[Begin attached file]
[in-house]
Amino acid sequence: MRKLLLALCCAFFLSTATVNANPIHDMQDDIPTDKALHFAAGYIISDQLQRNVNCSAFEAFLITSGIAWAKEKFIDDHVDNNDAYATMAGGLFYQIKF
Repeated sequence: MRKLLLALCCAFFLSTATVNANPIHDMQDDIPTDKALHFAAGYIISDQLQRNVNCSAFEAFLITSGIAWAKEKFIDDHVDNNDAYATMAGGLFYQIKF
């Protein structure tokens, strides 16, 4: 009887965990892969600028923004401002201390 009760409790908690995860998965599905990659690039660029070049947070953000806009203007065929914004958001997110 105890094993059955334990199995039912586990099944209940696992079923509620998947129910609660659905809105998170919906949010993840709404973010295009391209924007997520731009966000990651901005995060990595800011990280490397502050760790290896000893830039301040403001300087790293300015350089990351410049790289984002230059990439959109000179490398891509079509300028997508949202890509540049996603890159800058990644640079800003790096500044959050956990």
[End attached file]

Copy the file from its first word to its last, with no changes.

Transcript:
[in-house]
Amino acid sequence: MRKLLLALCCAFFLSTATVNANPIHDMQDDIPTDKALHFAAGYIISDQLQRNVNCSAFEAFLITSGIAWAKEKFIDDHVDNNDAYATMAGGLFYQIKF
Repeated sequence: MRKLLLALCCAFFLSTATVNANPIHDMQDDIPTDKALHFAAGYIISDQLQRNVNCSAFEAFLITSGIAWAKEKFIDDHVDNNDAYATMAGGLFYQIKF
């Protein structure tokens, strides 16, 4: 009887965990892969600028923004401002201390 009760409790908690995860998965599905990659690039660029070049947070953000806009203007065929914004958001997110 105890094993059955334990199995039912586990099944209940696992079923509620998947129910609660659905809105998170919906949010993840709404973010295009391209924007997520731009966000990651901005995060990595800011990280490397502050760790290896000893830039301040403001300087790293300015350089990351410049790289984002230059990439959109000179490398891509079509300028997508949202890509540049996603890159800058990644640079800003790096500044959050956990």